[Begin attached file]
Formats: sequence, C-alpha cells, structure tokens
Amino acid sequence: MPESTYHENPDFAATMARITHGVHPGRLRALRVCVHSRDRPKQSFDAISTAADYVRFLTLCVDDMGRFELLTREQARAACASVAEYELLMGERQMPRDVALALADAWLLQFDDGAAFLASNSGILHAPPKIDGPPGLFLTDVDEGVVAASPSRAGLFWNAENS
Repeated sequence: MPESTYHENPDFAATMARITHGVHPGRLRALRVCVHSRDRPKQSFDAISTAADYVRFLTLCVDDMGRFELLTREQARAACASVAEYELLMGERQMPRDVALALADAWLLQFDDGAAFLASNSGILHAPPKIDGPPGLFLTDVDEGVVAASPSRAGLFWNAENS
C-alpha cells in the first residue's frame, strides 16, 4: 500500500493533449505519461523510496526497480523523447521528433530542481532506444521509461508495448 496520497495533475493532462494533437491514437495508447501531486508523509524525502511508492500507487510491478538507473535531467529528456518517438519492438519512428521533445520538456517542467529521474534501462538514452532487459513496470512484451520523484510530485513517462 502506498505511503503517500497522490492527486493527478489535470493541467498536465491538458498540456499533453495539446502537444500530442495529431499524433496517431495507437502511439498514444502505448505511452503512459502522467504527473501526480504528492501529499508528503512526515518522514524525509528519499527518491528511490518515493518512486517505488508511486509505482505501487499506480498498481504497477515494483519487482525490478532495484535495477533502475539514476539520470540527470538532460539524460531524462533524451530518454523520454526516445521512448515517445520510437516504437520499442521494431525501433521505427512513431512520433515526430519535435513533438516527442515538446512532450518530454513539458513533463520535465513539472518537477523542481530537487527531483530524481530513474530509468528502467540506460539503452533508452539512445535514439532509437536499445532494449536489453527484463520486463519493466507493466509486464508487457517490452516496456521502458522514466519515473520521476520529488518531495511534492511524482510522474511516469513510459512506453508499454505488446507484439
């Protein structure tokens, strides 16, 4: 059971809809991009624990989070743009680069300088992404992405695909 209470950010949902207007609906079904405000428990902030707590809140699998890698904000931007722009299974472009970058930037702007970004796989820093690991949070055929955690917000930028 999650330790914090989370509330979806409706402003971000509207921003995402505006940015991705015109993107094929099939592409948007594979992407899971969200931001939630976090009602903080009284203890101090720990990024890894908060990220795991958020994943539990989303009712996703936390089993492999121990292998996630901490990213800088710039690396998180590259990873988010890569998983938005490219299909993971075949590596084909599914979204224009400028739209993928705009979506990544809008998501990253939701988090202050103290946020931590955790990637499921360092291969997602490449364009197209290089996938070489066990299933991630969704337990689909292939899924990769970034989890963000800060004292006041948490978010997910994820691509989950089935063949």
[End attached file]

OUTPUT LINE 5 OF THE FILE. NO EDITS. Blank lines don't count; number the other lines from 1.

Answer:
């Protein structure tokens, strides 16, 4: 059971809809991009624990989070743009680069300088992404992405695909 209470950010949902207007609906079904405000428990902030707590809140699998890698904000931007722009299974472009970058930037702007970004796989820093690991949070055929955690917000930028 999650330790914090989370509330979806409706402003971000509207921003995402505006940015991705015109993107094929099939592409948007594979992407899971969200931001939630976090009602903080009284203890101090720990990024890894908060990220795991958020994943539990989303009712996703936390089993492999121990292998996630901490990213800088710039690396998180590259990873988010890569998983938005490219299909993971075949590596084909599914979204224009400028739209993928705009979506990544809008998501990253939701988090202050103290946020931590955790990637499921360092291969997602490449364009197209290089996938070489066990299933991630969704337990689909292939899924990769970034989890963000800060004292006041948490978010997910994820691509989950089935063949």